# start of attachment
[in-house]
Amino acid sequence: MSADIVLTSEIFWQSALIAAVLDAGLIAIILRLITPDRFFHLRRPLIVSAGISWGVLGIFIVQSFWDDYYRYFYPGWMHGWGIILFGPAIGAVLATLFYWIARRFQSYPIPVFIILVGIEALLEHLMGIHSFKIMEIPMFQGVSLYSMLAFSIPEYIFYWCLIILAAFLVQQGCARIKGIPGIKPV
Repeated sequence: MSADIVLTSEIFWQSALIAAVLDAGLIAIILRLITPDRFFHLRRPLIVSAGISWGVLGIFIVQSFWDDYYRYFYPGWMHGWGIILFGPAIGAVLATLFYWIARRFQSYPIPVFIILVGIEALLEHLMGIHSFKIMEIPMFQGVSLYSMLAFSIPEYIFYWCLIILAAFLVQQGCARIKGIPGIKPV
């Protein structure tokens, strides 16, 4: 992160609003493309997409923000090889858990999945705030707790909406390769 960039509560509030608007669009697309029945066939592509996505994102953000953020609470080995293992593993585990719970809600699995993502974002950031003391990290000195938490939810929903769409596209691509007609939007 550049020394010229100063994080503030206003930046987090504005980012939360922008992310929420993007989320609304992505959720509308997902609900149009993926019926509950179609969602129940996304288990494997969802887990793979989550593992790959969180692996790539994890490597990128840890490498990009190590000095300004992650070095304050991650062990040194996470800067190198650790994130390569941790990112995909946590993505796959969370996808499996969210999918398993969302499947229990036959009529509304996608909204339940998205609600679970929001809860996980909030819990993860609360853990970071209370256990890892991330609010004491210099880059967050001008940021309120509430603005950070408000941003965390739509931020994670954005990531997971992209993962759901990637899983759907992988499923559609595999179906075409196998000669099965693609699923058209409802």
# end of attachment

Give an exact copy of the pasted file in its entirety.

[in-house]
Amino acid sequence: MSADIVLTSEIFWQSALIAAVLDAGLIAIILRLITPDRFFHLRRPLIVSAGISWGVLGIFIVQSFWDDYYRYFYPGWMHGWGIILFGPAIGAVLATLFYWIARRFQSYPIPVFIILVGIEALLEHLMGIHSFKIMEIPMFQGVSLYSMLAFSIPEYIFYWCLIILAAFLVQQGCARIKGIPGIKPV
Repeated sequence: MSADIVLTSEIFWQSALIAAVLDAGLIAIILRLITPDRFFHLRRPLIVSAGISWGVLGIFIVQSFWDDYYRYFYPGWMHGWGIILFGPAIGAVLATLFYWIARRFQSYPIPVFIILVGIEALLEHLMGIHSFKIMEIPMFQGVSLYSMLAFSIPEYIFYWCLIILAAFLVQQGCARIKGIPGIKPV
């Protein structure tokens, strides 16, 4: 992160609003493309997409923000090889858990999945705030707790909406390769 960039509560509030608007669009697309029945066939592509996505994102953000953020609470080995293992593993585990719970809600699995993502974002950031003391990290000195938490939810929903769409596209691509007609939007 550049020394010229100063994080503030206003930046987090504005980012939360922008992310929420993007989320609304992505959720509308997902609900149009993926019926509950179609969602129940996304288990494997969802887990793979989550593992790959969180692996790539994890490597990128840890490498990009190590000095300004992650070095304050991650062990040194996470800067190198650790994130390569941790990112995909946590993505796959969370996808499996969210999918398993969302499947229990036959009529509304996608909204339940998205609600679970929001809860996980909030819990993860609360853990970071209370256990890892991330609010004491210099880059967050001008940021309120509430603005950070408000941003965390739509931020994670954005990531997971992209993962759901990637899983759907992988499923559609595999179906075409196998000669099965693609699923058209409802």